Welcome to the 145th edition of The Newsletter Leaf Journal, the official newsletter of the perennially virid online writing magazine, The New Leaf Journal. This newsletter comes to you as always from the waterproof keyboard of the editor of The New Leaf Journal, Nicholas A. Ferrell.
This will be an unusual newsletter since I did not actually publish any articles this week. I was busy with work and plagued by sinus issues. I do have an article in the pipeline, but I have not gotten around to publishing it yet. (Next week will likely be on the quiet side as well, albeit busy compared to a week of no publishing.) But we need not let the lack of publishing at The New Leaf Journal hinder its newsletter cousin...
While I did not publish new articles, we can dig into the archive for some good reading. Maybe this was just a chance to give our older content a chance to shine. Let us go with nine classic (or so I tell myself) New Leaf Journal pieces.
A Tanka on Avoiding Mosquitoes
N.A. Ferrell. August 15, 2020.
I fulfilled the warning of my tanka when mosquitoes mauled me on the night of July 15/16, 2023.
A Charming Hometown Tax System Story
N.A. Ferrell. January 7, 2021.
Our sole venture (to date) into foreign tax law.
The Falcon of The Queensboro Bridge
N.A. Ferrell. January 22, 2021.
A summer sighting from 2019.
“Mondrian” – Victor V. Gurbo on his Original Song
Victor V. Gurbo. February 25, 2021.
A feature essay from Victor V. Gurbo on his original song (video link included) and the story behind its inspirations.
Water and Rocks at Main Street Park’s Pebble Beach in DUMBO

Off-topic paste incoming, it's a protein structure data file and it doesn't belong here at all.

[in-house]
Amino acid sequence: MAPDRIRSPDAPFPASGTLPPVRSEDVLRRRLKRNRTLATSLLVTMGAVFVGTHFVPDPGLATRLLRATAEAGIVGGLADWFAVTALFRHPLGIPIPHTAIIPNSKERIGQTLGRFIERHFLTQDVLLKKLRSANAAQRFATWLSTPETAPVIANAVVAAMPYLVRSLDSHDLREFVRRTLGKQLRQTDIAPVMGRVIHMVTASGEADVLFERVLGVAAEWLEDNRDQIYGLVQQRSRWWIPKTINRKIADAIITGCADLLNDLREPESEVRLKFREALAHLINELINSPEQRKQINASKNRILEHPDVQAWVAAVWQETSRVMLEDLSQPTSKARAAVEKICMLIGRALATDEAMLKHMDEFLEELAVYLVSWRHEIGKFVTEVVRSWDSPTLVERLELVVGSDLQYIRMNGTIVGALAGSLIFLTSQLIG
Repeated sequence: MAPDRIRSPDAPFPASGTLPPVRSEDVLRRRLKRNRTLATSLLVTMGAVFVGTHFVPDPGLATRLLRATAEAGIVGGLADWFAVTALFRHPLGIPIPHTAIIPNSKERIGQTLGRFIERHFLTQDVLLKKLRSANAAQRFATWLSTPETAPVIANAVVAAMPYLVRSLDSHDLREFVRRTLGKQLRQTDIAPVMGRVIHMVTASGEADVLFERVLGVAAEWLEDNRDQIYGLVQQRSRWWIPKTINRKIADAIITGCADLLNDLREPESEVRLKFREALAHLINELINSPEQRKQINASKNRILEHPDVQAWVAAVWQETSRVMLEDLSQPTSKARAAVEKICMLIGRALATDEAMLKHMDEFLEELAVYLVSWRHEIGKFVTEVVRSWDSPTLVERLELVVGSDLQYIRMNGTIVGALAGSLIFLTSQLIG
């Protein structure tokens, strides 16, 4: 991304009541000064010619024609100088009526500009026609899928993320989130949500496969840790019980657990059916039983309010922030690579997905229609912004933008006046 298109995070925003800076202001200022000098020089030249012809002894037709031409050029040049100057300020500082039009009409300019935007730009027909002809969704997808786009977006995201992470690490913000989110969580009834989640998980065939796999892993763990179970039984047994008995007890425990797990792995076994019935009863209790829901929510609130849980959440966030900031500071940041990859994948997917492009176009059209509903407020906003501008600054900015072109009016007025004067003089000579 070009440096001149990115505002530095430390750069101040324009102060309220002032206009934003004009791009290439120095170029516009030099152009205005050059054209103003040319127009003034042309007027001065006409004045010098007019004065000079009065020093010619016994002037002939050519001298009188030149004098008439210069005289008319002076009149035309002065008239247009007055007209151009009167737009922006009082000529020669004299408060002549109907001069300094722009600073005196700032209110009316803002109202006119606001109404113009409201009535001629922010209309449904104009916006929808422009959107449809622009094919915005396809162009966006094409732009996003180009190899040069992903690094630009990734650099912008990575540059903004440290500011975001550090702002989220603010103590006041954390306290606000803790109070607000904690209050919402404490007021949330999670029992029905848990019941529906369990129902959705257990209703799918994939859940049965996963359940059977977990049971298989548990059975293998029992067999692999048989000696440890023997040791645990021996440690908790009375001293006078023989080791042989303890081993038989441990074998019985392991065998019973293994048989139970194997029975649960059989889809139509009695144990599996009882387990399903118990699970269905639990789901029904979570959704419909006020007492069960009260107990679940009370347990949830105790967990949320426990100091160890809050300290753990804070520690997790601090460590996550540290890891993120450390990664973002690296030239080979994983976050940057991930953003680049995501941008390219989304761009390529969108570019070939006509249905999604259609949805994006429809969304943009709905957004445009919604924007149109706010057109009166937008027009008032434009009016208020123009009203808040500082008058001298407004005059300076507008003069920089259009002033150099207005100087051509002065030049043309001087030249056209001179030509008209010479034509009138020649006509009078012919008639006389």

N.A. Ferrell. May 12, 2021.
A simple photo piece -- exactly as advertised.
The NYC Outdoor Dining Standing Water Crisis
N.A. Ferrell. May 20, 2021.
The abhorrent shed that inspired this article is no more. But many sheds remain...
Futaba Igarashi’s Hair Is Naturally Green?
N.A. Ferrell. November 23, 2021.
Despite never having made a dramatic splash in our weekly or monthly article rankings, Futaba has (for now) squeezed her way into the top-30 most-visited articles of 2023 (no doubt helped by links in two of our most-visited articles of the year thus far).
Unboxing an Usaburo Kokeshi Doll
N.A. Ferrell. April 24, 2022.
Our sole foray into the great field of "unboxing" "content."
Digital Purchases as Indefinite Rentals
N.A. Ferrell. July 10, 2022.
One of our many reflects on digital content ownership.
Because we have no new original articles for this newsletter, I present double our usual number of around the web links. 18 instead of 9!
Like Humans and Chimps, Cockatoos Can Use a Set of Tools to Get a Meal
Brian Handwerk for Smithsonian Magazine. March 16, 2023.
Is anyone surprised?
Why a leading professor of new media just banned technology use in class
Valerie Strauss for The Washington Post. September 25, 2014.
He realized the dangers of trying to be too cute by a half.
Pope Francis as diplomat: the principles that have guided his 10-year-old pontificate
Andrea Gagliarducci for Catholic News Agency. March 12, 2023.
Examining the foreign policy of Pope Francis in ten events.
Yokohama Doll Museum in Yokohama, Japan
Atlas Obscura. March 21, 2023.
"Since its establishment in 1986, the museum collection includes antique bisque dolls from Europe, karakura automata of feudal Japan, ethnological figures from various cultures, vintage Mickey Mouses, and traditional Japanese dolls."
Agatha Christie’s Poirot, Miss Marple Mysteries Rewritten For 2023
Caroline Frost at Deadline. March 26, 2023.
What if we locked the sensitivity readers in a room with magic markers and construction paper?
The Persistent Horror of Congo’s Exploitation
Janet Levy for American Thinker. March 31, 2023.
"'The horror! The horror!' The enormities the colonials inflicted on the Congolese are condensed in those dying words of Kurtz, the depraved, power-mad ivory-procurer of Joseph Conrad’s Heart of Darkness. It was ivory then; it is cobalt now. But exploitation and slavery continue to this day in the benighted Democratic Republic of the Congo (DRC), long after most former colonies have prospered in freedom."
Mets ‘20-game’ packages are really for 16 games
Dean Balsamini for the New York Post. April 1, 2023.
Although this report was published on April Fools, its contents are not an April Fools joke.